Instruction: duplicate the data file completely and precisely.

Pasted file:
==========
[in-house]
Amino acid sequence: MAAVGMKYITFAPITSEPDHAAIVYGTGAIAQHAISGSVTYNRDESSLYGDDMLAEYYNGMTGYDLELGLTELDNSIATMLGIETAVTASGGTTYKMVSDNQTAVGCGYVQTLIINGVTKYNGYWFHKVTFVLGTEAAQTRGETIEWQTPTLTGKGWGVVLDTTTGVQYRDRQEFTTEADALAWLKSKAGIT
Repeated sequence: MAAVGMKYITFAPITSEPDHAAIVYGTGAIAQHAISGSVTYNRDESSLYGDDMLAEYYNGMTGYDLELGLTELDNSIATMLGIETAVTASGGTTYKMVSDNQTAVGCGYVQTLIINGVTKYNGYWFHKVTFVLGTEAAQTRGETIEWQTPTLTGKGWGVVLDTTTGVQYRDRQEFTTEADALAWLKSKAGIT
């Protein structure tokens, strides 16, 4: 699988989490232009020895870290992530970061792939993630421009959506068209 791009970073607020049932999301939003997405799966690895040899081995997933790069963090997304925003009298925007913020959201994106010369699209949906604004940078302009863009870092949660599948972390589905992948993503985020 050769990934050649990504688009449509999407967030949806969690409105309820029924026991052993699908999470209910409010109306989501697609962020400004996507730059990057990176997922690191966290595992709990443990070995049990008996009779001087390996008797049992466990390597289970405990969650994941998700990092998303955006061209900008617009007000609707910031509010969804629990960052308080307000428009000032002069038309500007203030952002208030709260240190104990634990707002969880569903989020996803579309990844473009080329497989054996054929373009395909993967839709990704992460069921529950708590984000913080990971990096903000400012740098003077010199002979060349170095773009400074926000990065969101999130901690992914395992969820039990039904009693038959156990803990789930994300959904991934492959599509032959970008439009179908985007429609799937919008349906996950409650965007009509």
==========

[in-house]
Amino acid sequence: MAAVGMKYITFAPITSEPDHAAIVYGTGAIAQHAISGSVTYNRDESSLYGDDMLAEYYNGMTGYDLELGLTELDNSIATMLGIETAVTASGGTTYKMVSDNQTAVGCGYVQTLIINGVTKYNGYWFHKVTFVLGTEAAQTRGETIEWQTPTLTGKGWGVVLDTTTGVQYRDRQEFTTEADALAWLKSKAGIT
Repeated sequence: MAAVGMKYITFAPITSEPDHAAIVYGTGAIAQHAISGSVTYNRDESSLYGDDMLAEYYNGMTGYDLELGLTELDNSIATMLGIETAVTASGGTTYKMVSDNQTAVGCGYVQTLIINGVTKYNGYWFHKVTFVLGTEAAQTRGETIEWQTPTLTGKGWGVVLDTTTGVQYRDRQEFTTEADALAWLKSKAGIT
């Protein structure tokens, strides 16, 4: 699988989490232009020895870290992530970061792939993630421009959506068209 791009970073607020049932999301939003997405799966690895040899081995997933790069963090997304925003009298925007913020959201994106010369699209949906604004940078302009863009870092949660599948972390589905992948993503985020 050769990934050649990504688009449509999407967030949806969690409105309820029924026991052993699908999470209910409010109306989501697609962020400004996507730059990057990176997922690191966290595992709990443990070995049990008996009779001087390996008797049992466990390597289970405990969650994941998700990092998303955006061209900008617009007000609707910031509010969804629990960052308080307000428009000032002069038309500007203030952002208030709260240190104990634990707002969880569903989020996803579309990844473009080329497989054996054929373009395909993967839709990704992460069921529950708590984000913080990971990096903000400012740098003077010199002979060349170095773009400074926000990065969101999130901690992914395992969820039990039904009693038959156990803990789930994300959904991934492959599509032959970008439009179908985007429609799937919008349906996950409650965007009509």